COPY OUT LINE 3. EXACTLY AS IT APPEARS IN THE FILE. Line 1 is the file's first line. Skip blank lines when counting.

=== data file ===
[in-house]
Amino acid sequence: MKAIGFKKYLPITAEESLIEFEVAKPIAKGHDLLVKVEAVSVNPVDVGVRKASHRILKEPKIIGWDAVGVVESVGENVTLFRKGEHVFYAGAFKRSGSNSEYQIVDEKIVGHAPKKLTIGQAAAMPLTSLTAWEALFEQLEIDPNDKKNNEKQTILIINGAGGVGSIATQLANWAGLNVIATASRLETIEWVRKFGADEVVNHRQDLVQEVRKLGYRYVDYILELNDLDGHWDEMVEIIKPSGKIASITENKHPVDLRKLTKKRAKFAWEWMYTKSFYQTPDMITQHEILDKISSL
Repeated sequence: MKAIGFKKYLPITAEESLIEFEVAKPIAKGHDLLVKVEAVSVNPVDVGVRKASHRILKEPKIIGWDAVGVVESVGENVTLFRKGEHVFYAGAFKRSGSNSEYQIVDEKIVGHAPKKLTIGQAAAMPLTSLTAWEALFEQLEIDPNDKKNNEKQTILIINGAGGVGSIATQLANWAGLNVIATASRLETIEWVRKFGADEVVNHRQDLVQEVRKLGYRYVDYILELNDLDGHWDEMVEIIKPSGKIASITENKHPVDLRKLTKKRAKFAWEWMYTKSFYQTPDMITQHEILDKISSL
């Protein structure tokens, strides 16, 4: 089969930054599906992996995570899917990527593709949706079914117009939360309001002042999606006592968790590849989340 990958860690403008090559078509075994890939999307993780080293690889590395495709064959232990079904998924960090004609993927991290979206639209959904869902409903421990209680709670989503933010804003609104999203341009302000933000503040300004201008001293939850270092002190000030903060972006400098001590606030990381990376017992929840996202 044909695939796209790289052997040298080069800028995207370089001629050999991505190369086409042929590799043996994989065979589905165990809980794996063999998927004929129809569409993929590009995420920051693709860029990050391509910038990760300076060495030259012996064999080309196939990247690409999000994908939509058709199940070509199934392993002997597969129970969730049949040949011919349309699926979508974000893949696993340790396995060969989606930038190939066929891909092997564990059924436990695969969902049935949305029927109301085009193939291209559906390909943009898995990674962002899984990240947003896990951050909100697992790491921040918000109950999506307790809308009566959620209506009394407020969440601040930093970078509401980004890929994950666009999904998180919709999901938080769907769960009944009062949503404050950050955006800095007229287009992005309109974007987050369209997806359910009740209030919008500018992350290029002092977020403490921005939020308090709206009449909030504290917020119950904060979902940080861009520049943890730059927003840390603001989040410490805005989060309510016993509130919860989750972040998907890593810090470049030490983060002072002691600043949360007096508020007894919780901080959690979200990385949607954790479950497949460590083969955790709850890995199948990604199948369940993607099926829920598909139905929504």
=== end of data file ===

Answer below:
Repeated sequence: MKAIGFKKYLPITAEESLIEFEVAKPIAKGHDLLVKVEAVSVNPVDVGVRKASHRILKEPKIIGWDAVGVVESVGENVTLFRKGEHVFYAGAFKRSGSNSEYQIVDEKIVGHAPKKLTIGQAAAMPLTSLTAWEALFEQLEIDPNDKKNNEKQTILIINGAGGVGSIATQLANWAGLNVIATASRLETIEWVRKFGADEVVNHRQDLVQEVRKLGYRYVDYILELNDLDGHWDEMVEIIKPSGKIASITENKHPVDLRKLTKKRAKFAWEWMYTKSFYQTPDMITQHEILDKISSL